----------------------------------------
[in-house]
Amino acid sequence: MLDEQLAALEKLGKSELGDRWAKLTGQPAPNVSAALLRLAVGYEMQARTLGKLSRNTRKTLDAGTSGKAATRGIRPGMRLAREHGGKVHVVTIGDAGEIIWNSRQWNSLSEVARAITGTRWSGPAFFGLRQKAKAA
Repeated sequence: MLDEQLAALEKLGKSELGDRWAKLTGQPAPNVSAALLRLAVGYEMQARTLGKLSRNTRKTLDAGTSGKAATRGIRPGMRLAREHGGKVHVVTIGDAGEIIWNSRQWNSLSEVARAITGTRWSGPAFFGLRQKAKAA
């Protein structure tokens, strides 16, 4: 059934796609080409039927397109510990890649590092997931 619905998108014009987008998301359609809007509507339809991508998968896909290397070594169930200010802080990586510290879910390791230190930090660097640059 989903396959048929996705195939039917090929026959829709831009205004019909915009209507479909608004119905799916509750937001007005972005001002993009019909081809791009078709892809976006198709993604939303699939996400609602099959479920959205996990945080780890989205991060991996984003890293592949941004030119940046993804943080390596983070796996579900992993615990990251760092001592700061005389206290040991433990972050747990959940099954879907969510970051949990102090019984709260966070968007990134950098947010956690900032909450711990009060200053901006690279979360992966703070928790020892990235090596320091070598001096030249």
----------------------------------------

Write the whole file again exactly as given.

[in-house]
Amino acid sequence: MLDEQLAALEKLGKSELGDRWAKLTGQPAPNVSAALLRLAVGYEMQARTLGKLSRNTRKTLDAGTSGKAATRGIRPGMRLAREHGGKVHVVTIGDAGEIIWNSRQWNSLSEVARAITGTRWSGPAFFGLRQKAKAA
Repeated sequence: MLDEQLAALEKLGKSELGDRWAKLTGQPAPNVSAALLRLAVGYEMQARTLGKLSRNTRKTLDAGTSGKAATRGIRPGMRLAREHGGKVHVVTIGDAGEIIWNSRQWNSLSEVARAITGTRWSGPAFFGLRQKAKAA
């Protein structure tokens, strides 16, 4: 059934796609080409039927397109510990890649590092997931 619905998108014009987008998301359609809007509507339809991508998968896909290397070594169930200010802080990586510290879910390791230190930090660097640059 989903396959048929996705195939039917090929026959829709831009205004019909915009209507479909608004119905799916509750937001007005972005001002993009019909081809791009078709892809976006198709993604939303699939996400609602099959479920959205996990945080780890989205991060991996984003890293592949941004030119940046993804943080390596983070796996579900992993615990990251760092001592700061005389206290040991433990972050747990959940099954879907969510970051949990102090019984709260966070968007990134950098947010956690900032909450711990009060200053901006690279979360992966703070928790020892990235090596320091070598001096030249």